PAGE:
Command mode essentials h move cursor left j move

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Command Mode - Essentials h move cursor left j move cursor down k move cursor up l move cursor right x delete character dw delete word dd delete line ZZ write and quit
Command Mode con’t / regexpr search forward ? regexpr search backwards n repeat last search (ie, find next result) N repeat last search, in opposite direction n G Jump to line n (omit n to go to last line)
Last Line Mode Essentials w write file q quit w! write read-only file q! quit without saving changes e filename opens a file for editing sh open a shell ! command open a shell, run a command, then exit the shell .! command open a shell, run a command, exit the shell, placing the standard output into the work buffer Can also do !! command from Command Mode
Buffers Contains recently edited or deleted text It’s where undo information is stored You can copy (yank) text to this buffer and then paste (put) it elsewhere Similar to the General Purpose Buffer Does not contain undo info only contains text if you put it there Each of the 26 buffers is referenced by letter a-z Numbered 1-9 Read only Contain most recently deleted chunks of data greater than one line long You can paste (put) from these buffers and use them for undoing deletes General Purpose Buffer Named Buffers Numbered Buffers
yank Copies lines of text To yank a line, use yy OR – use Y (it’s shorter) To yank multiple lines, place cursor on the first line and use n Y, where n is the number of lines to yank By default it yanks text to the General Purpose Buffer To place in a named buffer, precede the yank command with double quotes and the letter of the buffer you wish to use Use lowercase letter to overwrite, upper case to append Example, yank 5 lines into buffer c "c5Y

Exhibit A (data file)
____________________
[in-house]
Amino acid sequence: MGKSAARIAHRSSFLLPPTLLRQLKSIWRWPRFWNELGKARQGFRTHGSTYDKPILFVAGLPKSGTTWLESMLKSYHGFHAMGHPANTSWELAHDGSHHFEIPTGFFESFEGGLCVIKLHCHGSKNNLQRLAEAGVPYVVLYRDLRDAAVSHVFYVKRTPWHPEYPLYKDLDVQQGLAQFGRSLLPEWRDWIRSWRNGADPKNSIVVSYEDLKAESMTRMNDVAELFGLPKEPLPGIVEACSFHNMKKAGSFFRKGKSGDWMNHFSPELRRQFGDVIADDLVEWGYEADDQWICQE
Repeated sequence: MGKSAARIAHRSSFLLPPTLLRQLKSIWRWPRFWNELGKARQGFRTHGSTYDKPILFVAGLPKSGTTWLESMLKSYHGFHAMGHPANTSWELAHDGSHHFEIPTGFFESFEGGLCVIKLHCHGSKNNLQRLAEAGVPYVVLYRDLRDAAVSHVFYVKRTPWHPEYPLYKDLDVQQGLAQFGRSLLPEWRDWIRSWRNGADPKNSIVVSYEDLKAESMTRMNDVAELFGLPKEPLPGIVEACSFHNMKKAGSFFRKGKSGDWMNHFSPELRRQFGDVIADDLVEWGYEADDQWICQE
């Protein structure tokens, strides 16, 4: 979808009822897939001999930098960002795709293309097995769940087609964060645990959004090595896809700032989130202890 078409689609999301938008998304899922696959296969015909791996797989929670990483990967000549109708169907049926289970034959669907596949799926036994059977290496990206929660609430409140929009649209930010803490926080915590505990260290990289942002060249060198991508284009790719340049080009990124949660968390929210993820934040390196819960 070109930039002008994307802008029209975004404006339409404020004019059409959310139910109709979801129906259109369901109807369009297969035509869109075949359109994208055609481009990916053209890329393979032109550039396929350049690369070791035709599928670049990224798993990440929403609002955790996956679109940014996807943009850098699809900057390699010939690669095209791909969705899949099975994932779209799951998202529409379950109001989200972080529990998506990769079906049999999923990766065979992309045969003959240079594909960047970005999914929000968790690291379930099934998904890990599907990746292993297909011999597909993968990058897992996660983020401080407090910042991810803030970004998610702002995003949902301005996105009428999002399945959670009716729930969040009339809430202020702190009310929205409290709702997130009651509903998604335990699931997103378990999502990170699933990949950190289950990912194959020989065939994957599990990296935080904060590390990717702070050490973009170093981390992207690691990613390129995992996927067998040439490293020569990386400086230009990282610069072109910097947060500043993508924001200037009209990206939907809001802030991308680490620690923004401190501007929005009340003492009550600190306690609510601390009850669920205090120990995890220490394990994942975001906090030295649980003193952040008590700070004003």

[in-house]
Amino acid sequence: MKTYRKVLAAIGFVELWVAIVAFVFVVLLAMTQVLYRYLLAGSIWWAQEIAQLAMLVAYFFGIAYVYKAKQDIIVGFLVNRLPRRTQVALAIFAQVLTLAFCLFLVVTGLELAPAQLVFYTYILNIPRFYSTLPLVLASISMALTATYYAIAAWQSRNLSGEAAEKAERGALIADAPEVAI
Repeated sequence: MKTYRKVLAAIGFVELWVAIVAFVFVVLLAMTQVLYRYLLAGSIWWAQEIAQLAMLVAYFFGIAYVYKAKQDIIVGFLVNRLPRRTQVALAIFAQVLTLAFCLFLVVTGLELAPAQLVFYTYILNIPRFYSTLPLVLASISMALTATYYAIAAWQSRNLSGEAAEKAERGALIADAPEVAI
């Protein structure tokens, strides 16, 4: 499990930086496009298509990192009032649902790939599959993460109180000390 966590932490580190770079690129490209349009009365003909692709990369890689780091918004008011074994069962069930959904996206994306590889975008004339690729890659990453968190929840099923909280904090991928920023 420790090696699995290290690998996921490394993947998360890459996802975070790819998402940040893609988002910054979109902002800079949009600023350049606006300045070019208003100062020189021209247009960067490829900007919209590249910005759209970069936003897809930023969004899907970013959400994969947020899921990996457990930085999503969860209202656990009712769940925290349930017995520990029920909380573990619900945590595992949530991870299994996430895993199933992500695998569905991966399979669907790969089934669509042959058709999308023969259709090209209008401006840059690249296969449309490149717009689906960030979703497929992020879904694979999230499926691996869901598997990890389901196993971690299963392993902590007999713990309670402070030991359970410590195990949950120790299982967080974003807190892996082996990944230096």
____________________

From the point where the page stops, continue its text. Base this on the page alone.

put Pastes text from a buffer into the Work Buffer Use p to put below current line Use P to put above current line Again, if using a named buffer, precede with double quotes and the letter
CST 8102 Operating System Fundamentals (GNU/Linux)
Linux Filesystem A filesystem is a collection of directories and files. A Unix/Linux system usually contains more than one filesystems. Each filesystem does not have to exist on a single hard disk. One hard disk may contain several filesystems or a single filesystem may be spread across multiple hard disks
Linux Filesystem A filesystem is the logical means for the O/S to store and retrieve data on available storage mediums create, move & delete files and directories ( touch mkdir cp mv rmdir rm ) modify filename ( mv ) open files for reading and writing ( vim ) Search for files ( find ) seek within a file ( grep ) list content of a directory ( ls ) etc...
Linux Filesystem These basic functions are common to most operating systems. However, how they are implemented and managed can differ drastically from one O/S to another, and can also impact on the effectiveness of the filesystem.

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